In statistics, regression analysis is a set of statistical processes used to estimate relationships between a dependent variable and one or more independent variables. It helps one understand how the typical value of the dependent variable changes when any one of the independent variables is varied, while the other independent variables are held fixed.

Regression analysis is widely used for prediction and forecasting, where its use has substantial overlap with the field of machine learning. Regression analysis is also used to understand which among the independent variables are related to the dependent variable, and to explore the forms of these relationships. In restricted circumstances, regression analysis can be used to infer causal relationships between the independent and dependent variables.

## What is p-value?

The p-value is a number between 0 and 1 and interpreted in the following way:

- A small p-value (typically ≤ 0.05) indicates strong evidence against the null hypothesis, so you reject the null hypothesis.
- A large p-value (> 0.05) indicates weak evidence against the null hypothesis, so you fail to reject the null hypothesis.
- p-values very close to the cutoff (0.05) are considered marginal (could go either way).

The null hypothesis usually states that there is no relationship between the variables of interest, or no difference between groups. So a small p-value means there likely is a relationship or difference.

The p-value is the probability of obtaining results at least as extreme as the observed results, assuming the null hypothesis is true. So if the p-value is 0.01, there is a 1% chance of getting the observed results under the null. Since 1% is low, the results seem unlikely under the null, so we reject it in favor of the alternative.

## P-value in Regression Analysis

In regression analysis, the p-value helps determine the significance of each independent variable (predictor). The null hypothesis is that the coefficient for that variable is 0, meaning it has no relationship with the dependent variable.

For each predictor, the regression analysis calculates a p-value that indicates the likelihood the coefficient would be as extreme as observed if the true coefficient were zero. A low p-value (≤ 0.05) means it is unlikely to observe such an extreme coefficient if the predictor was unrelated to the outcome, leading to rejection of the null hypothesis. The predictor is then considered statistically significant.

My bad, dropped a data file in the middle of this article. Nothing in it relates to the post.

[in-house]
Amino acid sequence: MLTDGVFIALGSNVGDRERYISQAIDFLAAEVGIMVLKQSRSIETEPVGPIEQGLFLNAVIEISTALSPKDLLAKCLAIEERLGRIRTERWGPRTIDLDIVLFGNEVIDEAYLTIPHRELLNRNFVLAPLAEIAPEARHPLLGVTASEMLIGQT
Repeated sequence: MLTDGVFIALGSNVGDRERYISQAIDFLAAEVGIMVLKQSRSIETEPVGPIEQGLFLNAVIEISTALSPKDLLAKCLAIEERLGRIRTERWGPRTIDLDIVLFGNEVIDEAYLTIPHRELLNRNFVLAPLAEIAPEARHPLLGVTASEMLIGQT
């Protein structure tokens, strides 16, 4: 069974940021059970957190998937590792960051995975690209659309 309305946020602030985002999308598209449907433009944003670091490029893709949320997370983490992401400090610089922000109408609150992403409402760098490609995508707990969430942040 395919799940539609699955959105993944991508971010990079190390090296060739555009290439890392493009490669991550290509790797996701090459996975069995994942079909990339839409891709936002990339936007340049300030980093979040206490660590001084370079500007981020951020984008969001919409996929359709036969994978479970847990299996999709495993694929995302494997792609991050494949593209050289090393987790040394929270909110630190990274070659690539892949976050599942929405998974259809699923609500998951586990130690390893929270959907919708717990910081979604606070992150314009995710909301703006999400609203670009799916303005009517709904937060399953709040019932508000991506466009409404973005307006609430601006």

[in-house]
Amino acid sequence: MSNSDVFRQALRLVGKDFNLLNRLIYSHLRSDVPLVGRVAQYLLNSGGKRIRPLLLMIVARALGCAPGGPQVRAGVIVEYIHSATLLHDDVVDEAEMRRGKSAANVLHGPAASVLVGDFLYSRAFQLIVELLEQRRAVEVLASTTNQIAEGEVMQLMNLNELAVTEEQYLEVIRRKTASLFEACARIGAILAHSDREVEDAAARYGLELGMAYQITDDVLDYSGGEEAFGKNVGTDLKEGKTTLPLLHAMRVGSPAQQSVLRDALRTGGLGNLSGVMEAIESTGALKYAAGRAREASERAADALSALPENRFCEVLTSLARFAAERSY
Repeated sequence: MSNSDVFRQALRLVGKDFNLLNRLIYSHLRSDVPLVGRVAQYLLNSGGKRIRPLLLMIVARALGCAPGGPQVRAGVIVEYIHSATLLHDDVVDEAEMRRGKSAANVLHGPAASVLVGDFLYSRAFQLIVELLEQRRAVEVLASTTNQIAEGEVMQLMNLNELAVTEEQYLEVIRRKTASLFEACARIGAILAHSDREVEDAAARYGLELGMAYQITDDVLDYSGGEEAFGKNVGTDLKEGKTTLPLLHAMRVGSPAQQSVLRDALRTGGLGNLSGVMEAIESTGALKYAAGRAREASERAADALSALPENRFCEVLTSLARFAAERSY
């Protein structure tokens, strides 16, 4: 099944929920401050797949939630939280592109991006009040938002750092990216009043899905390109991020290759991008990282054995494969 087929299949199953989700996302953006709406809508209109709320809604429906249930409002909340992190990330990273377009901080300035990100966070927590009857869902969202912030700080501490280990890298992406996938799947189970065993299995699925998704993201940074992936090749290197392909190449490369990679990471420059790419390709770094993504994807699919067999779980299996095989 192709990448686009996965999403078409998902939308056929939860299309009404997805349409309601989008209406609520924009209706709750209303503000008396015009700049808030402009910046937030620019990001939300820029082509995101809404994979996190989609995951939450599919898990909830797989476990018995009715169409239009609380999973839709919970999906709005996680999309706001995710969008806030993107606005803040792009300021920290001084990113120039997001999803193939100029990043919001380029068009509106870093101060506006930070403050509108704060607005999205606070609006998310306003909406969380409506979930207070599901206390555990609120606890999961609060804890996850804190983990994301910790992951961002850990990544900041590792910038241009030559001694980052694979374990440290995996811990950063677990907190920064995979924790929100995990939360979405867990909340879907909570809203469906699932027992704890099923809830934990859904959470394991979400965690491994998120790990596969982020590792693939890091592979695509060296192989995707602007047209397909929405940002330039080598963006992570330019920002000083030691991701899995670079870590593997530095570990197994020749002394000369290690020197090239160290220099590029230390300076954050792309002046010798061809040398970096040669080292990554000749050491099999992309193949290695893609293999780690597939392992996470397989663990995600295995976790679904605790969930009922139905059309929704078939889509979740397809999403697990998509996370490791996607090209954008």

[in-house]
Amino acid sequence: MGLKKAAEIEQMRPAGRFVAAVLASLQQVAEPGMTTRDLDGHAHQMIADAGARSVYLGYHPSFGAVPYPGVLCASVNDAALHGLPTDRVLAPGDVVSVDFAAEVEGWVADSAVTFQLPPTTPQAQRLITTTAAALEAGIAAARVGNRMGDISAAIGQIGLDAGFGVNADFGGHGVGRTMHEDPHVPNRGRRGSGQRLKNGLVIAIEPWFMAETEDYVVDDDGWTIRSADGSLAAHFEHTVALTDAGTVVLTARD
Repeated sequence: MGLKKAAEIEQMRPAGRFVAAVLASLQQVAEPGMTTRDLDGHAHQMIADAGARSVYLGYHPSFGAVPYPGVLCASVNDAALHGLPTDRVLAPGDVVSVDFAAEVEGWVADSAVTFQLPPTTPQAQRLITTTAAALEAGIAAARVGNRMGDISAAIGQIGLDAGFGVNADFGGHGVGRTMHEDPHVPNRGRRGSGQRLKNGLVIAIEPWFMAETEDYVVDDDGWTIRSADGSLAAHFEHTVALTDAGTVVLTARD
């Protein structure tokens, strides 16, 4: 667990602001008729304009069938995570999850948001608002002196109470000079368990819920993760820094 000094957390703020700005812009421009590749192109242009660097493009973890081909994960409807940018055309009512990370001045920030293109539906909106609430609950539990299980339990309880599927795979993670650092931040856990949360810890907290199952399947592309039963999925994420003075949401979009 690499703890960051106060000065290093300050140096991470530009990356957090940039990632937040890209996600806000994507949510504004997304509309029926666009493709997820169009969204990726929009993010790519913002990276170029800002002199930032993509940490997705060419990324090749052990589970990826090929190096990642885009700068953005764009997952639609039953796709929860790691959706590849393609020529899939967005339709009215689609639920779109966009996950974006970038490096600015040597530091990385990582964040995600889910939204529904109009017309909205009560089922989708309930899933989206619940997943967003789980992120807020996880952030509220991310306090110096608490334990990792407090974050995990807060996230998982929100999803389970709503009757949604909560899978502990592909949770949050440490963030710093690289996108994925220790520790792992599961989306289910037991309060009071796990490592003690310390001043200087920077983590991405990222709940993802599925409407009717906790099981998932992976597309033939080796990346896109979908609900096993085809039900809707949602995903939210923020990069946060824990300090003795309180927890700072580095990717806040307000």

Some key points about p-values in regression:

- They depend on the observed data, the regression model, and test assumptions.
- Significance levels like 0.05 are arbitrary cutoffs and should not be overinterpreted.
- A large p-value does not mean the null hypothesis is true, only that there is not enough evidence against it in the data.
- P-values do not measure clinical or real-world significance.

## Interpreting the P-value of a Regression Coefficient

Here is a step-by-step interpretation of a regression coefficient p-value:

- State the null and alternative hypotheses:
- Null: The coefficient for predictor X is equal to 0.
- Alternative: The coefficient for predictor X is not equal to 0.

- Find the p-value for the coefficient in the regression output.
- If the p-value is less than the significance level (e.g. 0.05):
- Reject the null hypothesis.
- Conclude there is a statistically significant relationship between X and the outcome.

- If the p-value is greater than the significance level:
- Fail to reject the null hypothesis.
- Conclude there is not enough evidence of a significant relationship between X and the outcome.

The smaller the p-value, the stronger the evidence against the null hypothesis that the coefficient equals zero. But statistical significance should not be confused with practical significance, which considers the real-world impact.

## Examples of P-values in Regression

Here are some examples to illustrate interpretation of p-values from regression output:

### Example 1

A regression analysis finds that the p-value for the coefficient of predictor X is 0.02. Since this is below the 0.05 significance level:

- Reject the null hypothesis that the coefficient equals 0.
- Conclude there appears to be a statistically significant relationship between X and the outcome variable Y.

### Example 2

A regression on predicting job performance finds the p-value for years of education is 0.18. Since this exceeds 0.05:

- Fail to reject the null hypothesis that the coefficient equals 0.
- Conclude there is not sufficient evidence of a significant relationship between education level and job performance.

### Example 3

A logistic regression model has a p-value of 0.049 for the age coefficient. This is marginal:

- The evidence against the null hypothesis that the coefficient equals 0 is weak.
- Age may have a relationship with the outcome, but it is not very statistically significant.
- The practical significance of age should be considered relative to other predictors.

## Conclusion

In summary, the p-value for a regression coefficient tests the null hypothesis that there is no relationship between that predictor and the outcome. A small p-value (≤ 0.05) indicates the null hypothesis can be rejected – the predictor appears to have a statistically significant effect on the outcome variable. But p-values should not be over-interpreted; statistical significance does not necessarily imply practical significance.